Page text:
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In 2005, the National College Athletic Association (NCAA) began requiring universities guarantee their athletes have adequate health insurance due to many years of concerns that college athletes had insufficient health coverage. The association did not, however, establish clear standards for this coverage, which allowed colleges to decide for themselves what was adequate. Although some colleges assume almost all medical expenses, many others accept almost none. In order to turn this problem around, the National College Player’s Association is lobbying for legislation to protect college athletes; the Association believes the NCAA is too focused on doing “right” by the schools themselves, not the players.

Many people claim medical insurance should be required as a cost of having an athletic program. Middlebury College, for instance, ensures all of their varsity athletes and students in club sports have accident insurance paid for by the college. Spalding College pays for secondary coverage for their athletes, pointing out the fact that student athletes represent the school and insurance is ethically the right thing to do. Large universities such as Michigan State and the University of Iowa also give their athletes comprehensive medical insurance.

Many athletes are unfortunately not this lucky. While the colleges that do not insure their athletes claim they go out of their way to inform athletes about their limits of insurance, many students and their parents still find themselves in horrible situations, having to shoulder large and expensive medical bills. An athlete from Colgate University, for example, piled up about $80,000 in medical expenses after injuring her back and legs while in training with the crew team; insurance only covered about a third of the expenses because of the way her condition was diagnosed, a sickness as opposed to an injury. Also, because many students are insured by their parents, the plan they are under excludes varsity sport injuries, limits out-of-state treatment or does not cover the entire bill. Some colleges buy secondary plans to fill in these gaps, however, these plans have holes as well. Additionally, only players that are hurt enough to require extensive care can turn to the NCAA for coverage; its catastrophic insurance deductible is currently $75,000, but will change to $90,000 next year.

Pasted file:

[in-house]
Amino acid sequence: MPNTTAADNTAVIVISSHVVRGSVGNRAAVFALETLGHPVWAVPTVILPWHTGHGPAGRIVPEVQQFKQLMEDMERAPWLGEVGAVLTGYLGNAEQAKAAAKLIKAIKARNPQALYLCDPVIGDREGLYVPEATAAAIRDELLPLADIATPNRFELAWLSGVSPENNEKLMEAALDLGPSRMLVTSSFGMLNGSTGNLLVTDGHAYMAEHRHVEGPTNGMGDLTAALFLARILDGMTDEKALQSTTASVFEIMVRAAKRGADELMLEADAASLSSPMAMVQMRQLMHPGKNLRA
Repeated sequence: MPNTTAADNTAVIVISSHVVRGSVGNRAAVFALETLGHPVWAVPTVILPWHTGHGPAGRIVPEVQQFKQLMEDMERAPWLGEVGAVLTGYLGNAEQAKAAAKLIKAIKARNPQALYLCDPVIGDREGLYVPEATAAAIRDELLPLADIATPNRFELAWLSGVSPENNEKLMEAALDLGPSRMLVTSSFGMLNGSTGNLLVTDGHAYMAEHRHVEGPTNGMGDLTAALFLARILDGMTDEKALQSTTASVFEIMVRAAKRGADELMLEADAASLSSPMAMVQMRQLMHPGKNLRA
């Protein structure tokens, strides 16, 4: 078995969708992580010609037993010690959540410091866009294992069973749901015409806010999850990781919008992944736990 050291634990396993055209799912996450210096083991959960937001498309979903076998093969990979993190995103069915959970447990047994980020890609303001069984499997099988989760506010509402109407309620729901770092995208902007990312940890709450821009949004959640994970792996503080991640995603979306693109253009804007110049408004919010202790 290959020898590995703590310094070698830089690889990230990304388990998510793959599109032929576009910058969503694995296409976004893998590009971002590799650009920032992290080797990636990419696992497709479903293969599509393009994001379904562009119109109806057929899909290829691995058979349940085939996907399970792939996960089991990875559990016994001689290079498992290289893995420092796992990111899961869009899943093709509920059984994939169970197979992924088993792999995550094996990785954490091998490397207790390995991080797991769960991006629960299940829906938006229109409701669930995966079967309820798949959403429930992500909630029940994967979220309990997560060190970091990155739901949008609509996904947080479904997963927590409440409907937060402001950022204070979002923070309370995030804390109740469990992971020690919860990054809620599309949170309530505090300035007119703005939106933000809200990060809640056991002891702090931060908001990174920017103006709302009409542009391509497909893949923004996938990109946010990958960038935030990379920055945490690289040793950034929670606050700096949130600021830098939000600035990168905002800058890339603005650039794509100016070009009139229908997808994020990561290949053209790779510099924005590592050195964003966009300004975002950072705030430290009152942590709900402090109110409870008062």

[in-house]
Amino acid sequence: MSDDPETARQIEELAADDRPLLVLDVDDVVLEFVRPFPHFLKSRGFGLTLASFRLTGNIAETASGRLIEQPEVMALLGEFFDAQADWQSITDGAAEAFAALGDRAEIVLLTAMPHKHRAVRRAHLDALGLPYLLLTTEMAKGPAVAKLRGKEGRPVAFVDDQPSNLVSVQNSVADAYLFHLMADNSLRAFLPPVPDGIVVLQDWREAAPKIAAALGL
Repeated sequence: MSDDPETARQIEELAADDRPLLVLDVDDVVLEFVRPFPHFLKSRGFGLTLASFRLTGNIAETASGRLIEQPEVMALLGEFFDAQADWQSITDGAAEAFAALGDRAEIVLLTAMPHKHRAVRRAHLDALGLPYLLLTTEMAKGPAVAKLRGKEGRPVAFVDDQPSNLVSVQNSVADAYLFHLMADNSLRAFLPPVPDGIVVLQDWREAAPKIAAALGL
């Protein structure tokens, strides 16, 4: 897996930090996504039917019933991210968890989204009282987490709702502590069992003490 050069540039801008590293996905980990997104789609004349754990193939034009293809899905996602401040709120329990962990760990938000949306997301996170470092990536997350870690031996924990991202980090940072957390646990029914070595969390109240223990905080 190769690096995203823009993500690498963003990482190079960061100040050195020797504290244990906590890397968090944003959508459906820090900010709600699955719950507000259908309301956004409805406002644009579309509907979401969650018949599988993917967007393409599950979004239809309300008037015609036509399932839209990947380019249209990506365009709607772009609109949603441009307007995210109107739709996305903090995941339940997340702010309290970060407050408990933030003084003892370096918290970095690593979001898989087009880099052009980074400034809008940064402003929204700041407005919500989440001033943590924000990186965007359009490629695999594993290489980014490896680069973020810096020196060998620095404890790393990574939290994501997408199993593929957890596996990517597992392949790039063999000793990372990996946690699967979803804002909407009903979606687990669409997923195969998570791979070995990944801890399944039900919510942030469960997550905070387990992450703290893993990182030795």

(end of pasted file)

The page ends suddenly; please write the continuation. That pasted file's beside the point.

Another problem with health insurance for athletes is how difficult it is to attribute every symptom to a sports injury that the plan will cover and a virus that the plan will not cover; there is an ambiguity in paying for care and treating an athlete who has more than one health concern. Sustaining an injury while sick would be a bad situation, and in the case of an athlete having a disease intermingled with an injury, it is unclear where one stops and the other begins. Within a single state university system, such as the University of Wisconsin, health coverage can vary widely. While at the university’s main campus at Madison, all varsity athletes fall under secondary sports coverage, at the university’s Division III campuses, only treatment for minor sports injuries that can be fixed in the training room is covered. Because it would be too expensive for universities to insure all athletes in the current economic times, it is unlikely the NCAA will require they provide more insurance anytime soon. Many believe health-care reform is the only answer.

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